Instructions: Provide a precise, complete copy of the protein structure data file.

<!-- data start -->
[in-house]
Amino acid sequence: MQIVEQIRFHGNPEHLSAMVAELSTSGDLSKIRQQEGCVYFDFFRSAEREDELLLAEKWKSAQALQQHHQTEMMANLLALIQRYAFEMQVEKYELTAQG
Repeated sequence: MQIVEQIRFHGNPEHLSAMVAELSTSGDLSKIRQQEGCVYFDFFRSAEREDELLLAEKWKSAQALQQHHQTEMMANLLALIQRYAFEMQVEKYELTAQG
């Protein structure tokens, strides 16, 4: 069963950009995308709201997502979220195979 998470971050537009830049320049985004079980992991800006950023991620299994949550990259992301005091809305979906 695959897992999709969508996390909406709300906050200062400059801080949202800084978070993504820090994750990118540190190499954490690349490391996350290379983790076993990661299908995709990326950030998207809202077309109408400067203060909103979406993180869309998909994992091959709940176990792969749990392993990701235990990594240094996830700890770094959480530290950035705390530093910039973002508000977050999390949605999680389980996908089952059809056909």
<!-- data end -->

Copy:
[in-house]
Amino acid sequence: MQIVEQIRFHGNPEHLSAMVAELSTSGDLSKIRQQEGCVYFDFFRSAEREDELLLAEKWKSAQALQQHHQTEMMANLLALIQRYAFEMQVEKYELTAQG
Repeated sequence: MQIVEQIRFHGNPEHLSAMVAELSTSGDLSKIRQQEGCVYFDFFRSAEREDELLLAEKWKSAQALQQHHQTEMMANLLALIQRYAFEMQVEKYELTAQG
């Protein structure tokens, strides 16, 4: 069963950009995308709201997502979220195979 998470971050537009830049320049985004079980992991800006950023991620299994949550990259992301005091809305979906 695959897992999709969508996390909406709300906050200062400059801080949202800084978070993504820090994750990118540190190499954490690349490391996350290379983790076993990661299908995709990326950030998207809202077309109408400067203060909103979406993180869309998909994992091959709940176990792969749990392993990701235990990594240094996830700890770094959480530290950035705390530093910039973002508000977050999390949605999680389980996908089952059809056909």